Concerns that food makers would overdo price cuts to lure cautious consumers weighed on Kellogg Co
Cost-cutting measures helped Sara Lee post quarterly profit that beat analysts' estimates, while analysts said Kellogg missed estimates due to higher-than-expected interest costs for debt refinancing and a drop in profit in its international business.
Kellogg shares were down more than 4 percent on Thursday afternoon, while Sara Lee shares dipped 0.4 percent.
Falling prices for some commodities have helped food makers cut prices and offer one-time promotions. But as unemployment remains high and consumers turn to lower-priced store brands to save money, analysts are concerned that manufacturers are risking profits to chase sales volume.
Even though commodity costs have moderated, I don't know if the level of moderation has warranted the price declines that were passed through, Morningstar analyst Erin Swanson said.
Kellogg CEO David Mackay also noted that costs for some commodities, including sugar, are up sharply and that the company expects its commodity costs to rise 3 percent.
Discounting to try to drive your volume is a means to profitless prosperity, Mackay said in an interview with Reuters.
He expects industry pricing to remain stable in 2010, though he acknowledged that promotional spending -- which consumers see as special price deals in the store -- increased in the second half of 2009 and will likely continue in 2010.
UNILEVER ALSO ON WATCH
Morningstar's Swanson noted that Hellmann's mayonnaise and Knorr soup maker Unilever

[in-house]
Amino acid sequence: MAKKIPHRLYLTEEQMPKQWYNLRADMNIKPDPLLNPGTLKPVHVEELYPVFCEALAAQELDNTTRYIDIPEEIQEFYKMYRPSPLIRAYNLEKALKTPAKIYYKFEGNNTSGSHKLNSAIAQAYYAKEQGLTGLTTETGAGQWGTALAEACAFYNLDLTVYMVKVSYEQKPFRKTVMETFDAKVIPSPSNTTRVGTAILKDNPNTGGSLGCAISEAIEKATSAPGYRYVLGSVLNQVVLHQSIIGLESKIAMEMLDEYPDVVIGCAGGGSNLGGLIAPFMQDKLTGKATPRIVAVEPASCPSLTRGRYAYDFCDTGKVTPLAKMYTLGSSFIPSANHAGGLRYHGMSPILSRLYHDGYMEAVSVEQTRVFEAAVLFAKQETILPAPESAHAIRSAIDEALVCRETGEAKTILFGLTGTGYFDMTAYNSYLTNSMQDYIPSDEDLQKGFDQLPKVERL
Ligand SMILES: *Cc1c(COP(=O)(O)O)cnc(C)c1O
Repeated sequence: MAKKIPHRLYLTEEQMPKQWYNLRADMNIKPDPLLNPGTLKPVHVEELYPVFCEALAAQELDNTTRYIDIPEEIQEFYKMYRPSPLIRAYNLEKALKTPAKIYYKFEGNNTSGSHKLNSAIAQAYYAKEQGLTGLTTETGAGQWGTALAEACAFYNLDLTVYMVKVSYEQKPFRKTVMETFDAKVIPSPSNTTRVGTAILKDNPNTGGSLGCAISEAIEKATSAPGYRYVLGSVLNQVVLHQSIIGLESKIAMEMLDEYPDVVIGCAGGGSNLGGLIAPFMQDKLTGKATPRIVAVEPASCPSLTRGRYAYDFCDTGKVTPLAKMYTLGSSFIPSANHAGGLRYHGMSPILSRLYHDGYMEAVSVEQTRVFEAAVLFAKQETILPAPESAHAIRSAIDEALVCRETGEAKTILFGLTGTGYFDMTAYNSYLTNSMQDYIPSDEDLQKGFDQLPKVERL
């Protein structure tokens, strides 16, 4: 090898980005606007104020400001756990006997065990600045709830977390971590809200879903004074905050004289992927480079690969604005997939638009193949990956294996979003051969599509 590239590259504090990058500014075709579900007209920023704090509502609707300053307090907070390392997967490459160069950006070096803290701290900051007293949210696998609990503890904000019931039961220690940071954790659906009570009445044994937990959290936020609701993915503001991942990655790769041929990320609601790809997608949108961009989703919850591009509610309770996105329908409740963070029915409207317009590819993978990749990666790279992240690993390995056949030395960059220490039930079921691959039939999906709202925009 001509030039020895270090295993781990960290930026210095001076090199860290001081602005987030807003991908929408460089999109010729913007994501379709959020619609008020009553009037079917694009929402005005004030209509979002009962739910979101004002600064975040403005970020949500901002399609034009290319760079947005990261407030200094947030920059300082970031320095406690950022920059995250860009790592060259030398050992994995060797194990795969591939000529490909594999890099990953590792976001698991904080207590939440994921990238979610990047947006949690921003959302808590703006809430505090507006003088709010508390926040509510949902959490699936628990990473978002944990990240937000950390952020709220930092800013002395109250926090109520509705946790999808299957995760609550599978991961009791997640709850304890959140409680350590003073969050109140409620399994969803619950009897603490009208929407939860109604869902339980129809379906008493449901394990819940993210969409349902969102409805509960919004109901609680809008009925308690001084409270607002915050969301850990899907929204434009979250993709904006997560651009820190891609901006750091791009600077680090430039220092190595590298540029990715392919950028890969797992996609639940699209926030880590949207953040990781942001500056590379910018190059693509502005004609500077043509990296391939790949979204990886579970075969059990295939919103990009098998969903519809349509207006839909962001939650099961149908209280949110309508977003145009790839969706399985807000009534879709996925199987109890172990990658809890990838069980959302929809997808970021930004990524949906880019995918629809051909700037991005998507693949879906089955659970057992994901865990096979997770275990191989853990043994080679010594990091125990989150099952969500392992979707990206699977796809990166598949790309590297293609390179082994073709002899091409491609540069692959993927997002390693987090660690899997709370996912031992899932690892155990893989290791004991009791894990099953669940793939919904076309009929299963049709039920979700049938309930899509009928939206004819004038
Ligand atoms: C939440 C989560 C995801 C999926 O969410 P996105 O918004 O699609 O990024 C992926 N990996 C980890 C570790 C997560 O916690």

We expect the environment for our business in 2010 to continue to be tough ... Unemployment will continue to stay high and consumer confidence is likely to remain low, Unilever CEO Paul Polman told investors at a presentation after the company posted a 7 percent drop in 2009 underlying earnings. Unilever shares were down 3.7 percent.
The bread market, which includes Sara Lee and rival Flowers Foods
I think bakery is probably just a little intense right now in terms of how much the prices have dropped, Sara Lee CEO Brenda Barnes said in an interview.
Flowers, meanwhile, said it expects the competitive environment to remain heavily promotional in 2010, and its shares were down more than 2 percent.
KELLOGG, FLOWERS MISS, SARA LEE BEATS
Kellogg, the maker of Rice Krispies cereal and Keebler cookies, said profit was $176 million, or 46 cents a share, for the fourth quarter. Analysts on average forecast 49 cents a share, according to Thomson Reuters I/B/E/S.
Sales fell 1 percent to $2.9 billion, just below the consensus analysts' estimate of $2.94 billion.
Profit in the international business was down 23 percent, as the company spent more on advertising and other costs to try to drive sales. Volume fell 5.7 percent in Latin America and 9 percent in Asia.
Kellogg forecast 2010 earnings of $3.51 to $3.57 a share on a currency-neutral basis. Analysts had forecast $3.18 a share.
Sara Lee, which makes Hillshire Farm deli meats and Sara Lee bread, had profit of 28 cents a share excluding discontinued operations and other items. That compares with analysts' expectations of 23 cents a share.
Sara Lee, long an industry laggard, has recently been reaping the benefits of a strategy to cut costs, sell off noncore brands and focus on food and beverages.
The company said it will disclose plans later this month for using proceeds from the pending $1.87 billion sale of its personal care business and the $475 million sale of its air-freshener business.
Sara Lee forecast 2010 earnings before items of $1.00 to $1.05 a share, while analysts on average forecast 95 cents a share.
Sara Lee's baking competitor, Flowers Foods, posted profit of $31.8 million, or 33 cents a share, down slightly from a year earlier. Analysts on average forecast 34 cents a share.
Flowers stood by its forecast of a 10 to 15 percent increase in 2010 earnings. That would put earnings at $1.55 to $1.62 a share. Analysts on average forecast $1.55 a share.
(Additional reporting by David Jones in London, Mihir Dalal in Bangalore)
(Reporting by Brad Dorfman, editing by Dave Zimmerman and Matthew Lewis)